The captivating appearance of this image of the starburst galaxy NGC 1313, taken with the FORS instrument at ESO’s Very Large Telescope, belies its inner turmoil. The dense clustering of bright stars and gas in its arms, a sign of an ongoing boom of star births, shows a mere glimpse of the rough times it has seen. Probing ever deeper into the heart of the galaxy, astronomers have revealed many enigmas that continue to defy our understanding.
This FORS image of the central parts of NGC 1313 shows a stunning natural beauty. The galaxy bears some resemblance to some of the Milky Way’s closest neighbours, the Magellanic Clouds. NGC 1313 has a barred spiral shape, with the arms emanating outwards in a loose twist from the ends of the bar. The galaxy lies just 15 million light- years away from the Milky Way — a mere skip on cosmological scales.
The spiral arms are a hotbed of star-forming activity, with numerous young clusters of hot stars being born continuously at a staggering rate out of the dense clouds of gas and dust. Their light blasts through the surrounding gas, creating an intricately beautiful pattern of light and dark nebulosity.
But NGC 1313 is not just a pretty picture. A mere scratch beneath the elegant surface reveals evidence of some of the most puzzling problems facing astronomers in the science of stars and galaxies.
Starburst galaxies are fascinating objects to study in their own right; in neighbouring galaxies, around one quarter of all massive stars are born in these powerful engines, at rates up to a thousand times higher than in our own Milky Way Galaxy.
In the majority of starbursts the upsurge in star’s births is triggered when two galaxies merge, or come too close to each other. The mutual attraction between the galaxies causes immense turmoil in the gas and dust, causing the sudden ‘burst’ in star formation.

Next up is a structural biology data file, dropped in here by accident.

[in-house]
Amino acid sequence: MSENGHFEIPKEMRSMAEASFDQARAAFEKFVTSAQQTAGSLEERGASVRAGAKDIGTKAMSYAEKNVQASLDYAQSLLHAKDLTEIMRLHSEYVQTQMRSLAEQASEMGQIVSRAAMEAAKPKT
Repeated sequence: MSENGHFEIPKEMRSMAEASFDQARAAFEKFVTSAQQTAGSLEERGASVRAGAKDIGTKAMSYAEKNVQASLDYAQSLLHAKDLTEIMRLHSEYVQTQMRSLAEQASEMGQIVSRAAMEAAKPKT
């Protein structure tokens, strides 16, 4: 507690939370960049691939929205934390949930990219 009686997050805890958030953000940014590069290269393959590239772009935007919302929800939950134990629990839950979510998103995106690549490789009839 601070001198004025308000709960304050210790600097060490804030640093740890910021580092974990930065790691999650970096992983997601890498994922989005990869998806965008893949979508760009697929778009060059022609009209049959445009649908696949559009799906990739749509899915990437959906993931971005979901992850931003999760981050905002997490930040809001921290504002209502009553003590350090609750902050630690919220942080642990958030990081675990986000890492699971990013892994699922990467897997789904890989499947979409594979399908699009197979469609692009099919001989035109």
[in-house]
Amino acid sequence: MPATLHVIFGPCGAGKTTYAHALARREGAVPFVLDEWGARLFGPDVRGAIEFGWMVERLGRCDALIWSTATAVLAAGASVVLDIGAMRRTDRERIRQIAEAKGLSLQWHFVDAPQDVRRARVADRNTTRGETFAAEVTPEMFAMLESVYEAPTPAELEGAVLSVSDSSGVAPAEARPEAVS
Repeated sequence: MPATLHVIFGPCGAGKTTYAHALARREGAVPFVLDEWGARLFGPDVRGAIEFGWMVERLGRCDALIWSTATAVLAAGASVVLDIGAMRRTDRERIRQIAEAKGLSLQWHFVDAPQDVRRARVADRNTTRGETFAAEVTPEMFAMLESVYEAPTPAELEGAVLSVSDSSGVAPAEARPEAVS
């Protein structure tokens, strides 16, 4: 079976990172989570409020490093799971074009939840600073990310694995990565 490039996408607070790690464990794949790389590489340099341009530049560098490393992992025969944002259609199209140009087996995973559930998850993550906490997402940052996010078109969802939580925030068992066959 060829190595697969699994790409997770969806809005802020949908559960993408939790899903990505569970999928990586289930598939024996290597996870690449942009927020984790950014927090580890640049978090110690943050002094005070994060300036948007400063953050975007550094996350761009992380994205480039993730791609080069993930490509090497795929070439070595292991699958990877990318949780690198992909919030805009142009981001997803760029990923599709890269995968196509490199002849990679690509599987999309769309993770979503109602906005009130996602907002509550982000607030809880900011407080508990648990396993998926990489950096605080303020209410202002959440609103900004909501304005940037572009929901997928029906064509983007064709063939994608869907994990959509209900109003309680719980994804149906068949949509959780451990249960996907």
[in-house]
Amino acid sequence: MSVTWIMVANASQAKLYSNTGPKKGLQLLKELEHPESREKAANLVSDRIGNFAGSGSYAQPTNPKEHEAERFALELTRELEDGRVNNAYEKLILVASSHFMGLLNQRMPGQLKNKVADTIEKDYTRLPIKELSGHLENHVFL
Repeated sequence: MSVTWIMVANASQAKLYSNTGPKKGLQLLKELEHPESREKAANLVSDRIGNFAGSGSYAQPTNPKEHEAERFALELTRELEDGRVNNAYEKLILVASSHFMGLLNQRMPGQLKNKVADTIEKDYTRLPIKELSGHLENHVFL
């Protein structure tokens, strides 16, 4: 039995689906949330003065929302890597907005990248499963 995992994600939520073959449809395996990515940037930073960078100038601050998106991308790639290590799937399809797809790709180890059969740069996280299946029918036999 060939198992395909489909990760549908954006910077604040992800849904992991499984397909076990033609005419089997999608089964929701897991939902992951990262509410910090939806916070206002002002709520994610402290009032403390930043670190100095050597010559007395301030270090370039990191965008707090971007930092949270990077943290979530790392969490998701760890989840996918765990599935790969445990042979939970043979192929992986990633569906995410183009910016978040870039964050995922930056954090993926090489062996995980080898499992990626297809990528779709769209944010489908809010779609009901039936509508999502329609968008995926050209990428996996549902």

NGC 1313’s appearance suggests it has seen troubled times: its spiral arms look lop-sided and gas globules are spread out widely around them. This is more easily seen in ESO 43b/06, showing a larger area of the sky around the galaxy. Moreover, observations with ESO’s 3.6-m telescope at La Silla have revealed that its ‘real’ centre, around which it rotates, does not coincide with the central bar. Its rotation is therefore also off kilter.
Strangely enough NGC 1313 seems to be an isolated galaxy. It is not part of a group and has no neighbour, and it is not clear whether it may have swallowed a small companion in its past. So what caused its asymmetry and stellar baby boom?
An explanation based on the presence of the central bar also does not hold for NGC 1313: the majority of its star formation is actually taking place not in its bar but in dense gassy regions scattered around the arms. By what mechanism the gas is compressed for stars to form at this staggering rate, astronomers simply aren’t sure.
Probing further into NGC 1313’s insides reveals yet more mysteries.
In the midst of the cosmic violence of the starburst regions lie two objects that emit large amounts of highly energetic X-rays — so- called ultra-luminous X-ray sources (ULX). Astronomers suspect that they might be black holes with masses of perhaps a few hundred times the mass of our Sun each, that formed as part of a binary star system. How such objects are created out of ordinary stars cannot be conclusively explained by current models.